“It contributed 5.58 per cent to real GDP in Q3, 2020, lower than the 6.21 per cent it recorded in the corresponding quarter of 2019.”
Nigeria’s economy contracted by 2.48 percent in the first nine months following a 6.10 percent and 3.62 percent contraction in the second and third quarters respectively.
Nigeria Requires N400 Billion Annually to Maintain Federal Roads -Senator Bassey
The Chairman of the Senate Committee on road maintenance, Senator Gersome Bassey, on Friday said Nigeria requires about N400 billion annually to maintain federal roads across the country.
The Senator, therefore, described the N38 billion budgeted for road repairs in the 2021 proposed Budget as grossly inadequate. According to him, nothing meaningful could be achieved by the Federal Roads Maintenance Agency (FERMA) with such an amount.
He said, “For the 35 kilometres federal roads in the country to be motorable at all times, the sum of N400bn is required on yearly basis for maintenance.”
Bassey “What the committee submitted to the Appropriation Committee in the 2021 fiscal year is the N38bn proposed for it by the executive which cannot cover up to one quarter of the entire length of deplorable roads in the country.
“Unfortunately, despite having the power of appropriation, we cannot as a committee jerk up the sum since we are not in a position to carry out the estimation of work to be done on each of the specific portion of the road.
“Doing that without proposals to that effect from the executive, may lead to project insertion or padding as often alleged in the media.”
Scarcity of Day-Old-Chicks Cripple Poultry Farmers in Akwa Ibom
Despite billions of Naira spent on Akwa Prime Hatchery and Poultry Limited by the Executive Governor of Akwa Ibom State, Udom Emmanuel, poultry farmers in the state said they had to order day-old-chicks from outside the state as the 200,000 capacity poultry farm developed specifically to make day-old-chicks and other poultry products available at affordable prices is almost empty at the moment.
The farmers expressed frustration over many challenges they face in the course of bringing day-old-chicks from outside the state. Usually, Ibadan, Enugu and sometimes as far as Kaduna, while the hatchery built and inaugurated in 2016 remains idle.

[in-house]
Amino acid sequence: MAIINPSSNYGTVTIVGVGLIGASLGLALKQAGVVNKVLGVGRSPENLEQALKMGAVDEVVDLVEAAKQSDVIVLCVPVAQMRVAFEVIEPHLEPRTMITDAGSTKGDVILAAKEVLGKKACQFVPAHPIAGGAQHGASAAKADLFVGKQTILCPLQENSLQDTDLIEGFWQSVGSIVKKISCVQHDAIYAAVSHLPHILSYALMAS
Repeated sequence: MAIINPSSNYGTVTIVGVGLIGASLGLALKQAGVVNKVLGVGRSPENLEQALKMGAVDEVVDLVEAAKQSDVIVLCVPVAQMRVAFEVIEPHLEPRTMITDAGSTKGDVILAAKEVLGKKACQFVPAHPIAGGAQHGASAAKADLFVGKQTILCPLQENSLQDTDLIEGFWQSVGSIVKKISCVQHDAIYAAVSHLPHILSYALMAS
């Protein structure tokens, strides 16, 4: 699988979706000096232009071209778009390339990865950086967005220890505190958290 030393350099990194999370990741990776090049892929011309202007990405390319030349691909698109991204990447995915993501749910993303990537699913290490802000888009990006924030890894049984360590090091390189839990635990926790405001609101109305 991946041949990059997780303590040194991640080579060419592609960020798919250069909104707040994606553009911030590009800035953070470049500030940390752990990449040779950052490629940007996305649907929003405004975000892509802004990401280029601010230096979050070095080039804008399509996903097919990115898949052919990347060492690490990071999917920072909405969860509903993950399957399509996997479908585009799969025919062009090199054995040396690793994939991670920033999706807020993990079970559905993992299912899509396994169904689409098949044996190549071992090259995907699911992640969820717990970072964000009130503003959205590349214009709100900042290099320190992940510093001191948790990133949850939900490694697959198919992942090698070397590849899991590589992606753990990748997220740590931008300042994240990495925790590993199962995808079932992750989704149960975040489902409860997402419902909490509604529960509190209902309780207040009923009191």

Mr Ekot Akpan, one of the poultry farmers who spoke with the pressmen said the state had not had it this bad.
Akpan said: “For the 12 years that I have been in poultry farming, this is the first time that poultry farmers have been so harshly affected by both economic and non-economic factors. And, quite unfortunately, nobody is available to offer any explanation.
“Farmers have been left at the whims and caprice of owners of the means of production.
“There seems to be no government regulation of the poultry industry. How, do you explain a situation where you wake up suddenly and the price of a day old chick is selling for N600, a bag of feed goes as high as N6,000.
“And, in a state that government claims to be pursuing agriculture as one of his cardinal programmes.
“For instance, in 2016, the state government said it has constructed an hatchery, and the intention according the government was to ensure availability of day old chicks at affordable price to farmers, but, quite, unfortunately, that effort has not yielded any tangible result.
“Farmers are still getting their day old chicks from Ibadan, Kaduna, and Enugu. So, the question now is where is the hatchery?
“One would have expected that farmers would be buying old chicks at humane prices, but, from all indications they acclaimed hatchery is a ruse. So, which one is the Akwa Prime Hatchery producing,” he said.